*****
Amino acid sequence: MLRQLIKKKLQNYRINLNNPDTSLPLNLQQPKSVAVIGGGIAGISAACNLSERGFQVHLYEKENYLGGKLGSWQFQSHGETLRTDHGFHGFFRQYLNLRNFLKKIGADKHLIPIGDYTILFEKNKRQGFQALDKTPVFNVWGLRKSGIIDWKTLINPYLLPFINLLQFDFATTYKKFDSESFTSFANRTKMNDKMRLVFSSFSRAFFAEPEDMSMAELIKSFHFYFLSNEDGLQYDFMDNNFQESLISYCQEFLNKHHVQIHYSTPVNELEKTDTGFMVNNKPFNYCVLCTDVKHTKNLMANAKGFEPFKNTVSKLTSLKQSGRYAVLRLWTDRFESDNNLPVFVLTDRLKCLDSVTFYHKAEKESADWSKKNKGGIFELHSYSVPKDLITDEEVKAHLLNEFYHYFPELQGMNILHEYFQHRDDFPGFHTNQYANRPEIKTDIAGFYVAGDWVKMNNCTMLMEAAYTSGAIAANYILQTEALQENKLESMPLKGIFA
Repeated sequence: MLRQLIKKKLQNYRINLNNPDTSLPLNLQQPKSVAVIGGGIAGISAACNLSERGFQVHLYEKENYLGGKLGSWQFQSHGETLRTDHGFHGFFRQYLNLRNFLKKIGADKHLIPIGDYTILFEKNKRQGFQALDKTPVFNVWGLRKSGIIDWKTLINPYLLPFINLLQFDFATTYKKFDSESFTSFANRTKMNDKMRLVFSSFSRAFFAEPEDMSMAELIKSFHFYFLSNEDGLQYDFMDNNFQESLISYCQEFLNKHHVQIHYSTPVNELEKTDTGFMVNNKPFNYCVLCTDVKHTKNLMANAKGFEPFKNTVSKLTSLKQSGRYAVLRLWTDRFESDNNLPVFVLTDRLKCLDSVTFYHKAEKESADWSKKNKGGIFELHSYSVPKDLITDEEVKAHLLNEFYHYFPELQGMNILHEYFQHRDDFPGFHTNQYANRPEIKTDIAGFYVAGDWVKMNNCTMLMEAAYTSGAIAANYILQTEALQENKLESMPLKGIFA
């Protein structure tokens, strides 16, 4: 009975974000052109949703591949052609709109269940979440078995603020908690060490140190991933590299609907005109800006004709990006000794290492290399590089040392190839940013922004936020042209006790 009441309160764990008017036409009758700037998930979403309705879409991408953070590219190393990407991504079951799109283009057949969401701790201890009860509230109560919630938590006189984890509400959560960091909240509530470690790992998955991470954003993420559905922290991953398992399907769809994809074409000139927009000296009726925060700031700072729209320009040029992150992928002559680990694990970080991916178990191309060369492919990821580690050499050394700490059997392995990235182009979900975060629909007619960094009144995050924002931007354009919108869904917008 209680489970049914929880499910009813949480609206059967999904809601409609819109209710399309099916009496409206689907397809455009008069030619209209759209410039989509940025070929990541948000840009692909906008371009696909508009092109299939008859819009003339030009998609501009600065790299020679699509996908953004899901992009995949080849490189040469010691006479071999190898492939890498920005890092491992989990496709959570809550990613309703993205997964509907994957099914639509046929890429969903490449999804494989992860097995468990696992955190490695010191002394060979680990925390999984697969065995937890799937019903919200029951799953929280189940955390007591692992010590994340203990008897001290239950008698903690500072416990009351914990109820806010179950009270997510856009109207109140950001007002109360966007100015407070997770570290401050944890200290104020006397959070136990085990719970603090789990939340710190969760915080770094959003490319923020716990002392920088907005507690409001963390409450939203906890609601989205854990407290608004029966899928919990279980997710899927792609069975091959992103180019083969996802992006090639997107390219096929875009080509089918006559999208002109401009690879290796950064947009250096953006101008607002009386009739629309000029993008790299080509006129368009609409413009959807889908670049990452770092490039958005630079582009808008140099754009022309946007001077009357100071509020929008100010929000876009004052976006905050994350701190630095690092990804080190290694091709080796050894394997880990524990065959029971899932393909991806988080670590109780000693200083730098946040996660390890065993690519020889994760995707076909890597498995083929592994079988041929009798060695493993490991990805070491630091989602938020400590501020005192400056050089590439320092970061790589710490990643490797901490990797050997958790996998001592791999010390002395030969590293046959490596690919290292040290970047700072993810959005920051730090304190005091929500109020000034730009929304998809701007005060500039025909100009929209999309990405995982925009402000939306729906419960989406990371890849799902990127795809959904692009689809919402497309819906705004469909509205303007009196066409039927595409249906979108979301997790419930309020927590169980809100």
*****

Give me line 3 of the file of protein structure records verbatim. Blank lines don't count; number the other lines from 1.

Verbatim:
């Protein structure tokens, strides 16, 4: 009975974000052109949703591949052609709109269940979440078995603020908690060490140190991933590299609907005109800006004709990006000794290492290399590089040392190839940013922004936020042209006790 009441309160764990008017036409009758700037998930979403309705879409991408953070590219190393990407991504079951799109283009057949969401701790201890009860509230109560919630938590006189984890509400959560960091909240509530470690790992998955991470954003993420559905922290991953398992399907769809994809074409000139927009000296009726925060700031700072729209320009040029992150992928002559680990694990970080991916178990191309060369492919990821580690050499050394700490059997392995990235182009979900975060629909007619960094009144995050924002931007354009919108869904917008 209680489970049914929880499910009813949480609206059967999904809601409609819109209710399309099916009496409206689907397809455009008069030619209209759209410039989509940025070929990541948000840009692909906008371009696909508009092109299939008859819009003339030009998609501009600065790299020679699509996908953004899901992009995949080849490189040469010691006479071999190898492939890498920005890092491992989990496709959570809550990613309703993205997964509907994957099914639509046929890429969903490449999804494989992860097995468990696992955190490695010191002394060979680990925390999984697969065995937890799937019903919200029951799953929280189940955390007591692992010590994340203990008897001290239950008698903690500072416990009351914990109820806010179950009270997510856009109207109140950001007002109360966007100015407070997770570290401050944890200290104020006397959070136990085990719970603090789990939340710190969760915080770094959003490319923020716990002392920088907005507690409001963390409450939203906890609601989205854990407290608004029966899928919990279980997710899927792609069975091959992103180019083969996802992006090639997107390219096929875009080509089918006559999208002109401009690879290796950064947009250096953006101008607002009386009739629309000029993008790299080509006129368009609409413009959807889908670049990452770092490039958005630079582009808008140099754009022309946007001077009357100071509020929008100010929000876009004052976006905050994350701190630095690092990804080190290694091709080796050894394997880990524990065959029971899932393909991806988080670590109780000693200083730098946040996660390890065993690519020889994760995707076909890597498995083929592994079988041929009798060695493993490991990805070491630091989602938020400590501020005192400056050089590439320092970061790589710490990643490797901490990797050997958790996998001592791999010390002395030969590293046959490596690919290292040290970047700072993810959005920051730090304190005091929500109020000034730009929304998809701007005060500039025909100009929209999309990405995982925009402000939306729906419960989406990371890849799902990127795809959904692009689809919402497309819906705004469909509205303007009196066409039927595409249906979108979301997790419930309020927590169980809100």